Property tax debate: What is a charity?

Property tax debate: What is a charity?

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Over the past two years, the Michigan Nonprofit Association has heard from many of its members that their tax-exempt status has been challenged, said President and CEO Donna Murray-Brown.

As municipalities face increasing need to identify new sources of revenue, "it's calling into question the value nonprofits bring," she said.

Nonprofits granted 501(c)(3) status under the Internal Revenue code are considered charitable because they are providing broad community benefit. They receive a tax benefit, but they give up profit, privacy and any involvement in partisan politics in exchange. They include homeless shelters, child development centers and assisted living facilities, Murray-Brown said.

"They are doing charitable work that decreases the burden on government and deserve to be exempt from property taxes."


Michigan's townships and cities aren't unique in looking to nonprofits to pay up, according to the Washington, D.C.-based National Council of Nonprofits.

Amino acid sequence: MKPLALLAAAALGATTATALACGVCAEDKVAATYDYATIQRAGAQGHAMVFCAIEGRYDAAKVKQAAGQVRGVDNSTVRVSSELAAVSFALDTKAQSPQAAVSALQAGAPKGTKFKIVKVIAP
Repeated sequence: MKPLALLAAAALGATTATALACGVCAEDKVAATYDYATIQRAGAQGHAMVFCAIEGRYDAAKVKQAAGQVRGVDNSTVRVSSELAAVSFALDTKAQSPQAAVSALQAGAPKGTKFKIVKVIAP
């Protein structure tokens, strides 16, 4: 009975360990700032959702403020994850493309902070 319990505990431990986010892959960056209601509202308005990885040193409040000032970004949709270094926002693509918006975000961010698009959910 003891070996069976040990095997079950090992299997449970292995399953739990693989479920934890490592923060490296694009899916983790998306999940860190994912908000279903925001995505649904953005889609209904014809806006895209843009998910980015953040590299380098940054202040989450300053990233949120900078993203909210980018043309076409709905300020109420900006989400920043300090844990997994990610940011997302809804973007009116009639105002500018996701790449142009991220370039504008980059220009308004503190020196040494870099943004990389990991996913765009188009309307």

Local communities, especially in the northeastern U.S. in states including Pennsylvania, Rhode Island and Massachusetts, are bullying nonprofits into being "good corporate citizens" by demanding "voluntary"payments in lieu of taxes, called PILOTs, said David Thompson, vice president of public policy.

Or, municipalities in states such as Minnesota are getting around the tax-exempt issue by charging or attempting to charge fees for things like public street lighting in front of their property.

Cities in Michigan or any other state do not have the power to tax the property of charitable nonprofits used for their charitable purpose, Thompson said.

"The assessors are saying the property is not being used by charities for its charitable purpose. They're not repealing the state law; they're getting around it.

"Assessors are applying their own interpretation of the law ... inconsistently (and) creatively," he said. 

Source Name: 
Crain's Detroit Business

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